In PCB transmission lines, a correct design can render leakage negligible.
There is a struggle going on related to building fast logic circuit boards. Designs fail because they radiate or will not function at the required clock rate. Explaining why one approach works and another fails brings out some strange explanations. Herein, we discuss this design problem using well-known principles. New science is not needed. New language is not needed. What will be said will probably surprise readers, however, as this area of electrical behavior is often poorly understood.
This article discusses the layout of circuit boards with clock rates that exceed 50MHz. We start by accepting a few basic ideas that come from field theory. These ideas are fundamental to all electrical behavior. These same ideas are the basis for the circuit theory readers are familiar with. These ideas are simple, and they work. They describe how nature stores and moves electrical energy. The voltages associated with this energy flow are the logic levels of interest. The biggest problem we face is that we cannot see or measure energy flow directly. Yes, we observe voltages, but that is only part of a bigger picture. In logic, a voltage can indicate static or moving energy. In some cases, static and moving energy occur together. A voltage does not indicate energy flow direction. Transmission lines permit reflections, and that is certainly not circuit theory. A lot happens during a rise or fall time. In fact, this is the only time there can be radiation. A wave front does not necessarily mean energy is in motion. In many cases it means energy is being stored or taken out of storage. In a first reflection, a wave travels in a direction opposite to energy flow direction. Understanding these details is key to understanding how logic is moved on a circuit board. There is a lot we cannot sense by measuring voltage. This lack leads to a lot of confusion.
Nature has one main objective: to reduce potential energy. This is why a rock falls, sound propagates or a chemical reaction takes place. The energy that arrives from the sun is mainly electromagnetic. The sun’s potential energy is reduced by evaporating ocean water, creating weather, growing crops and maintaining life. By doing work, the sun’s energy takes on new forms that have less potential to do work. We have learned how to direct this flow of energy to make our lives simpler. We store energy and then let it do work for us at a later time. For example, water in a dam turns a turbine that generates electricity that powers our cities. On a PCB we store energy in capacitors and use it to perform logic operations.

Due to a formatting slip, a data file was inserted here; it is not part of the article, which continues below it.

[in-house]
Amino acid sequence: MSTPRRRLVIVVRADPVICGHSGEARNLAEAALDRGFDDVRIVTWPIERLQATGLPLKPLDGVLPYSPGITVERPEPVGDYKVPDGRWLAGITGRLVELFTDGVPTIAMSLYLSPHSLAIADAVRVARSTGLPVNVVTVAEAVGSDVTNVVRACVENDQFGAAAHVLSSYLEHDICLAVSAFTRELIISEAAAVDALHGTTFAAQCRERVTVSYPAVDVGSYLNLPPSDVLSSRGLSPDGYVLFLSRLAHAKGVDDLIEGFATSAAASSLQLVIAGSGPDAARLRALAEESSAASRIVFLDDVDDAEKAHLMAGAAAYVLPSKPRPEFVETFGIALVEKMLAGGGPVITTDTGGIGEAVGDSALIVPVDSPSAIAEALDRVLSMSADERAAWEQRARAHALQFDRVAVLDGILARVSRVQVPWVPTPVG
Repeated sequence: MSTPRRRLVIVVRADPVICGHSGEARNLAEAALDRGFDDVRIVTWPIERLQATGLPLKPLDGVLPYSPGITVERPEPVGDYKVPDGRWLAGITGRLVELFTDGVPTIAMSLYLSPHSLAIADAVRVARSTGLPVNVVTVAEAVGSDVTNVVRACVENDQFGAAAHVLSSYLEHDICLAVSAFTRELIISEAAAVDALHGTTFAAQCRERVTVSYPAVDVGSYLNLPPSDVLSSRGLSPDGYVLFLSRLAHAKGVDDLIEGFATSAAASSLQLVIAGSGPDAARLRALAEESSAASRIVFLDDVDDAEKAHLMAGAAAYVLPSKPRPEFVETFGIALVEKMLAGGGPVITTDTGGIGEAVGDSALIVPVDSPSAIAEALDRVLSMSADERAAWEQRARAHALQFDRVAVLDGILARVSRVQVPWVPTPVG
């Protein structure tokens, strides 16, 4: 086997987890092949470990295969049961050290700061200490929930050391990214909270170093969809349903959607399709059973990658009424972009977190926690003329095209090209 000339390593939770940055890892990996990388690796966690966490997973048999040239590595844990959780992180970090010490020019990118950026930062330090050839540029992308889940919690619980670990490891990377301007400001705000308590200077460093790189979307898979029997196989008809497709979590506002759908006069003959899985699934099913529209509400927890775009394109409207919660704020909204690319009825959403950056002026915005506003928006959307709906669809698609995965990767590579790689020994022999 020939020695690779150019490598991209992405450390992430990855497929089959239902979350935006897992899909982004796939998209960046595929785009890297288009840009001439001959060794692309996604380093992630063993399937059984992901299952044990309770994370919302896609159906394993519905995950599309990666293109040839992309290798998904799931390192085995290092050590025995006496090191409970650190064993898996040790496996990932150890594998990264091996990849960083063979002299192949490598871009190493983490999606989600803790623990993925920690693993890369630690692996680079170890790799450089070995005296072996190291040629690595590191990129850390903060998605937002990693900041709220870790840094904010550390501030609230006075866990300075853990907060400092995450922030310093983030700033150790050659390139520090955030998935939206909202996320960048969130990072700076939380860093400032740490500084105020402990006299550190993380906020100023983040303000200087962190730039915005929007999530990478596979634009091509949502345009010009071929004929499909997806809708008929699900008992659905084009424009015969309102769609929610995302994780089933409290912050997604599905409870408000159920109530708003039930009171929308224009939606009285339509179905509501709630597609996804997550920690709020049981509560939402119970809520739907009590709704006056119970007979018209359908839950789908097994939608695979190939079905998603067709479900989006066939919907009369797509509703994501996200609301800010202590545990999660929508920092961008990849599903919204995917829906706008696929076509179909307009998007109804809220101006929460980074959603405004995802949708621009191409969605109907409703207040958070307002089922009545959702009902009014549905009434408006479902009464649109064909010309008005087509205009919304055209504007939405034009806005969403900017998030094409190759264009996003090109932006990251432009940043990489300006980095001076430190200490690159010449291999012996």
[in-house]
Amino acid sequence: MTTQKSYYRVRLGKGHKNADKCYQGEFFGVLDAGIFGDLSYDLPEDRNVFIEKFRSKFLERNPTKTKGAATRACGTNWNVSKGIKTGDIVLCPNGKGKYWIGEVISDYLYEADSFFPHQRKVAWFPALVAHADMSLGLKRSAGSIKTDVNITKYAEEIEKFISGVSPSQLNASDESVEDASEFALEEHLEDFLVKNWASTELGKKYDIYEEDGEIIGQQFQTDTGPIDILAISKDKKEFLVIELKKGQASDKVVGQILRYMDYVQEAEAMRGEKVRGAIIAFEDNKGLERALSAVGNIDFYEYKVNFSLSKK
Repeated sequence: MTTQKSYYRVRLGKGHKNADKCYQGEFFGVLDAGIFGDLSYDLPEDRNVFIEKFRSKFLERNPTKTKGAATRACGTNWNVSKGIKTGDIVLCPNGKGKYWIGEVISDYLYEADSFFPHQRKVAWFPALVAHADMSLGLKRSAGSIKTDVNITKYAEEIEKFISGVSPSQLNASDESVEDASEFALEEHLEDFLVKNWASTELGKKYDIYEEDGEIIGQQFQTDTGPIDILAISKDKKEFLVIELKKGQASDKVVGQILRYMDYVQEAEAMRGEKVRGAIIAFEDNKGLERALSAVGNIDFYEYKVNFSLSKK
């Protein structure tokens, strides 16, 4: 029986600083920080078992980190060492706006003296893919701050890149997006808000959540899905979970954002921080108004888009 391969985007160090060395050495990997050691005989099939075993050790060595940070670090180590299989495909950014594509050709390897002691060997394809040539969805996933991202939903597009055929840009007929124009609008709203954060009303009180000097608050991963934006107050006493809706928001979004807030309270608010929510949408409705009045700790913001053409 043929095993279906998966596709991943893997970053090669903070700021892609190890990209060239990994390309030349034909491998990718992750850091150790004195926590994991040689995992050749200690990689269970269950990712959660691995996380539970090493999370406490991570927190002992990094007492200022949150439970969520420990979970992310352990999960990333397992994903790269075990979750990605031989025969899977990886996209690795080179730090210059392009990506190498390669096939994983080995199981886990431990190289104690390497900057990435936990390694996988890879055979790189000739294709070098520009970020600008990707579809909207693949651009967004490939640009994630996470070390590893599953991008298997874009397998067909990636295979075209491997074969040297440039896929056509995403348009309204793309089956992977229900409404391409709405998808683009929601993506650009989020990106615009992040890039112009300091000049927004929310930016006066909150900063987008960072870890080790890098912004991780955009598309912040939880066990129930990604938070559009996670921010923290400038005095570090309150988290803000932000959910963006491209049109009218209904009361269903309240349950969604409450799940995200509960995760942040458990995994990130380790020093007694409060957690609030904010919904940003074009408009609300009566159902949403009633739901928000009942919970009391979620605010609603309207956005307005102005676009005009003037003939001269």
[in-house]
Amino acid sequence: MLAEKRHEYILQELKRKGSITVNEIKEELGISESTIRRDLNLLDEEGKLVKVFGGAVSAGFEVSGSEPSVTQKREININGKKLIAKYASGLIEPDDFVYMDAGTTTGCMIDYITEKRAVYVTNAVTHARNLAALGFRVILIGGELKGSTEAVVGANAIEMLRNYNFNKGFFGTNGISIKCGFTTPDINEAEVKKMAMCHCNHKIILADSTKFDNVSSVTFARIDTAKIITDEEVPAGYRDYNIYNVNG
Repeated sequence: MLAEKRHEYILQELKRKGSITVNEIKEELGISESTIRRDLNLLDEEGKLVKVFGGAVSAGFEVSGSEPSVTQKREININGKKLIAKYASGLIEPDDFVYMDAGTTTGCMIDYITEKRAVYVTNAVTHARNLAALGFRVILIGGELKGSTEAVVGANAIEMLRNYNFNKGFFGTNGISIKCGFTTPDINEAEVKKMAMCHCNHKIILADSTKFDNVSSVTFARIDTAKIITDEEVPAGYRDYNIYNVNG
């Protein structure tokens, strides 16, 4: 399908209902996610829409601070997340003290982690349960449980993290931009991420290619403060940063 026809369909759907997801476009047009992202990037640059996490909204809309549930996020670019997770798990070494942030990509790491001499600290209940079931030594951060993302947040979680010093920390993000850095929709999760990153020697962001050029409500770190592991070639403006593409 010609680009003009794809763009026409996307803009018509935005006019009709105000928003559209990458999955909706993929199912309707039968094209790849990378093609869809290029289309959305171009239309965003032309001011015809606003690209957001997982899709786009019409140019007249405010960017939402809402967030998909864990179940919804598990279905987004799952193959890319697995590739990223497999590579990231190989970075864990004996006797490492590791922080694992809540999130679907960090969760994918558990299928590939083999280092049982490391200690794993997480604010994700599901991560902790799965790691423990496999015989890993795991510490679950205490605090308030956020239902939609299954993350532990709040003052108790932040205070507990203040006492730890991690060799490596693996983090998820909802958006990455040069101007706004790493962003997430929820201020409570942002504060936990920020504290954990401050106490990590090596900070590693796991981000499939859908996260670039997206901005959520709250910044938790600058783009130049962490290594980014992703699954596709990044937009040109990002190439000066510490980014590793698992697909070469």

What we must understand is that nature is only interested in moving energy to a lower potential. If we use nature’s intent, we can let her perform logic functions that are free from error. When a logic switch closes, we are letting nature move some energy to a lower state. We must provide a path that is simple and direct. We measure this activity in terms of voltage. If the energy continues to rattle around in the circuit, then logic errors can result. Our interests are stable voltage levels at points in time and space. This is good engineering, and in turn, good logic.
To see how simple this energy flow idea is, consider a transmission line used to carry a logic signal. A logic level of 5V requires the capacitance of the line store energy equal to 1/2CV2. To return the logic voltage to zero, this energy must be dissipated. Thus, a logic signal is the presence or absence of energy stored on a transmission line. Performing logic operations on a PCB is the job of moving energy on and off of sections of transmission line. For slow logic rates, an energy viewpoint is unnecessary. Today, logic speeds require a change in approach.
We think of logic in terms of voltage. To see how energy moves, it is necessary to look at reflections and wave activity. Voltage differences indicate energy is present, but the direction of flow or whether the energy is static may not be obvious. Obtaining new energy for transport is also part of the problem. A fast logic board works when energy storage and flow is under control. Energy must be available at points of demand. Logic levels must be transported in spaces that carry little or no interference. Logic operations must not create interference. This means controlling cross-coupling is important. Reflections are needed and must be carefully used.
A lesson to be learned here is nature does not care what the energy represents. Besides logic, energy flow can operate a component, or it can be interference. One way to express this is “nature does not read labels.” Nature sees every conductor pair is a possible transmission line for anything that happens. This one fact is the basis for understanding many interference problems. We must provide conductor geometries that separate these functions. Correctly stated, clean logic requires the use of dedicated designed spaces. This avoids all cross-coupling.